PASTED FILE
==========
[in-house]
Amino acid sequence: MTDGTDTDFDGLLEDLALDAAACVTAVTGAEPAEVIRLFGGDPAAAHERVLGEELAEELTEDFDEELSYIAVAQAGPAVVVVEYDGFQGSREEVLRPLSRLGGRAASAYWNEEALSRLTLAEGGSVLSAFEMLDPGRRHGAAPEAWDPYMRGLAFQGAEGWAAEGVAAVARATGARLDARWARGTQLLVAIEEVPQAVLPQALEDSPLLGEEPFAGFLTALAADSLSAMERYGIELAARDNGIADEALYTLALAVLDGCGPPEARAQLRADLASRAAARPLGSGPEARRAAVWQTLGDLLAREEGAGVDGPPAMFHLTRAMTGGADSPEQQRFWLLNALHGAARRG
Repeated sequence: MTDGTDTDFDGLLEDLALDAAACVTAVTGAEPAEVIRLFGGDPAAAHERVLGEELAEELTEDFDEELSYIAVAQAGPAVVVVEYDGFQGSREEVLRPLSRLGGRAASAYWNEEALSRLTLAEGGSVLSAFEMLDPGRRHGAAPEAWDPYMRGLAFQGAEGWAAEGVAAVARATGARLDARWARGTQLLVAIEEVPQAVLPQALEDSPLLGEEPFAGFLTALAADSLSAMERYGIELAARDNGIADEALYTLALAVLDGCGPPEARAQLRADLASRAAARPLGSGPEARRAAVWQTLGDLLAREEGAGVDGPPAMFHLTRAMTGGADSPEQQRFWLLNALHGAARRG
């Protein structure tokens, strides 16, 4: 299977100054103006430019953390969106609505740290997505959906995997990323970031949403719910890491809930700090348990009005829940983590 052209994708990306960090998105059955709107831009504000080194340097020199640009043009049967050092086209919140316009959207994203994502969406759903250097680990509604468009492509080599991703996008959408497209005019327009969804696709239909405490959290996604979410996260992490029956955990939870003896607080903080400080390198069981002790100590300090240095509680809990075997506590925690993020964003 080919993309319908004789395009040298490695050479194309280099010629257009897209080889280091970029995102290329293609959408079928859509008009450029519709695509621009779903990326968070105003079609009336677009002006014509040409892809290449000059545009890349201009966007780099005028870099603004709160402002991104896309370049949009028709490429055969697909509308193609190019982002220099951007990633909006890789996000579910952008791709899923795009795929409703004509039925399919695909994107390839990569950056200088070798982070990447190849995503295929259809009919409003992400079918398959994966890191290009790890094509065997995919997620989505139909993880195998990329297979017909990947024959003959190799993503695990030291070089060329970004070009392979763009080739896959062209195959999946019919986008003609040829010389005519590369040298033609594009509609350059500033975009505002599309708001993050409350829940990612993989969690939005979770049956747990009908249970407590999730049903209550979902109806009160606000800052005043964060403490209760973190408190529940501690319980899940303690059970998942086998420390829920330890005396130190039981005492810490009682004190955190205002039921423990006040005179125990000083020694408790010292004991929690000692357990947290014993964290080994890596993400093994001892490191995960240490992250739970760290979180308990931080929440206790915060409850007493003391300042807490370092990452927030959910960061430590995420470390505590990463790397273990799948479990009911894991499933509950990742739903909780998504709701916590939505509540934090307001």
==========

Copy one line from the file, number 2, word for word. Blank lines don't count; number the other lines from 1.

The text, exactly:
Amino acid sequence: MTDGTDTDFDGLLEDLALDAAACVTAVTGAEPAEVIRLFGGDPAAAHERVLGEELAEELTEDFDEELSYIAVAQAGPAVVVVEYDGFQGSREEVLRPLSRLGGRAASAYWNEEALSRLTLAEGGSVLSAFEMLDPGRRHGAAPEAWDPYMRGLAFQGAEGWAAEGVAAVARATGARLDARWARGTQLLVAIEEVPQAVLPQALEDSPLLGEEPFAGFLTALAADSLSAMERYGIELAARDNGIADEALYTLALAVLDGCGPPEARAQLRADLASRAAARPLGSGPEARRAAVWQTLGDLLAREEGAGVDGPPAMFHLTRAMTGGADSPEQQRFWLLNALHGAARRG